In a World Without Science-Fiction
by, Melissa R. Mendelson
The streets were never my friend. They were safer than the communities, the hum drum to the ordinary. I was far from it, and their answer were pills being forced down my throat, killing my mind. So, I escaped, but for those like me there was no escape. There were only the streets until I died.
It was Saturday. I think it was Saturday. Every damn day was the same, but today, I passed by the deli. Bland was the special, and it just looked like the sandwich was thrown together. No originality. Just two slices of hard bread pressing a lump of red flesh together, but that’s not what caught my attention. I noticed a kid outside painting the brick wall in white, struggling to pull the art from his mind. He couldn’t. He was too drugged to imagine, and he finally gave up. I on the other hand opened the black can next to the white and made a smiley face against the wall. A squad car that was passing by slammed on its brakes. If I didn’t run for it, then I would be done, and they gave up chasing me. But I knew that the smiley face was gone.
It was warm today. I liked sitting on the bench near the park, watching the kids play. I hoped that they would chase their dreams like fireflies, never giving up the chase, but most of them sat in their sand boxes, zoned out. Their mothers were comatose too except for those looking at me with suspicion, knowing that I could influence their children to change, and when more of them looked my way, I knew the cops were coming. I hurried away while I still could.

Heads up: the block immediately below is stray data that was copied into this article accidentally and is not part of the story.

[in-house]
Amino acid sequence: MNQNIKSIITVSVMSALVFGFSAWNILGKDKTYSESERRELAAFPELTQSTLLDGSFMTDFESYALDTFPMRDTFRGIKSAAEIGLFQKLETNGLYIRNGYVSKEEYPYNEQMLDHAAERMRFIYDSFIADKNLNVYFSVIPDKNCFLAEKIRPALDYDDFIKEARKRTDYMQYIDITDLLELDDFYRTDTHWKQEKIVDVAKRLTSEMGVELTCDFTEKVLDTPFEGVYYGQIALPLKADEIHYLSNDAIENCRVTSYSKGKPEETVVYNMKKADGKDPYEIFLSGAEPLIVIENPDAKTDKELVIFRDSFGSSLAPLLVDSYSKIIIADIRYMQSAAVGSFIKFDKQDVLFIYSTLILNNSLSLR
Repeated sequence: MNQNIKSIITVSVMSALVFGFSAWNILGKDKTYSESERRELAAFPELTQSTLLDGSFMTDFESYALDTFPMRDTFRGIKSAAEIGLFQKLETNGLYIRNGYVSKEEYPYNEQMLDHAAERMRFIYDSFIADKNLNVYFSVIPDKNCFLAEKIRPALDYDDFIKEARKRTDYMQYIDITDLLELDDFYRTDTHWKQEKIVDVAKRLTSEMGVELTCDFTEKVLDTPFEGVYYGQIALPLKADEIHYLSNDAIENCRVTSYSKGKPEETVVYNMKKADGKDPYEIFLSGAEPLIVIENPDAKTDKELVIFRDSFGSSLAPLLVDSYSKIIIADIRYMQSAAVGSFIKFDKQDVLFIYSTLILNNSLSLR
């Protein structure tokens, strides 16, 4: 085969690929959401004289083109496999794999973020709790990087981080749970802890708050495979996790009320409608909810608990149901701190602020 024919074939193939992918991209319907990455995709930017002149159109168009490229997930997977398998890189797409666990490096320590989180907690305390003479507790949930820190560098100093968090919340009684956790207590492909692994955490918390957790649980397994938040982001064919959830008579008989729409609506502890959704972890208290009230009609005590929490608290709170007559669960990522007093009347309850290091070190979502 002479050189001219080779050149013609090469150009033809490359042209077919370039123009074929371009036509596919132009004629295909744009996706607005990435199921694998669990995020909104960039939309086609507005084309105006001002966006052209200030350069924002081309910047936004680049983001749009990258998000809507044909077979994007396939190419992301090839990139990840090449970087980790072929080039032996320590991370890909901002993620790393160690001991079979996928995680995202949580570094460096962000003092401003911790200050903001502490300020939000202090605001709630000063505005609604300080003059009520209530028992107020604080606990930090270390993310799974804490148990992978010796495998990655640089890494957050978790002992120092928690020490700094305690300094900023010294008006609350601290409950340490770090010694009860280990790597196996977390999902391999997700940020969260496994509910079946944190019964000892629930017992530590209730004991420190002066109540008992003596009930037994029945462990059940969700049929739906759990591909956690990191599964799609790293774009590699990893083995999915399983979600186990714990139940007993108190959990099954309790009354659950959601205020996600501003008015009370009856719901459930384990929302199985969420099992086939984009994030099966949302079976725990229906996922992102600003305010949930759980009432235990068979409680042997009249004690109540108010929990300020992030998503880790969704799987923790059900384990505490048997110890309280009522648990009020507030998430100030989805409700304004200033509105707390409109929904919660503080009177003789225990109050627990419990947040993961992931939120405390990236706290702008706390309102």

This was what I did every day. Hide and seek. That used to be a game, one with imagination, I think, but if you talked of imaginary friends, then they would lock you up and then shock you until you lost all touch with whatever might have been inside. Sometimes, I hid in the movie theaters, but I was so tired of the blaring, white screens and small black words that flashed across it. I wanted to see action, monsters, aliens, but I knew better now than to say that. And I touched the scars by my temples.
At night, everyone crawled back indoors, staring into space, waiting for another day. There was no tv, no radio, no books. Just silence. Conversations were even dead. Nobody wanted to say the wrong thing, reveal that they dared to dream, fearing the punishment that would fall upon them. I would lie on the bench near the park, satisfied of being left alone to look up at the stars, wondering if we just had a taste of technology, would we be better? Then, those damn red and blue flashing lights would find me. They’ve caught me a few times. Last time, I had to crawl out through a sewer, a rat in their tunnel, and all I wanted was to dream, talk of the What If. But history was a hardened stone. It happened. That’s that.
My stomach growled. Maybe, if I was lucky, I would get some white slop. I think it’s supposed to be yogurt, but there were no flavors, no fruit. Just white slop, but I managed to get some. That would hold me for awhile, but as I licked it down, my tongue began to feel numb. I had heard that we were going to purge us out to guarantee their monotony, but I never realized how true that was until this moment, this moment where my body started to tingle and then jerk and finally convulse. My mind became gray mush, bleeding out visions of little, green men, machine creatures with guns, starships going light speed, and my tongue flopped to the side, touching pavement. The streets were never my friend.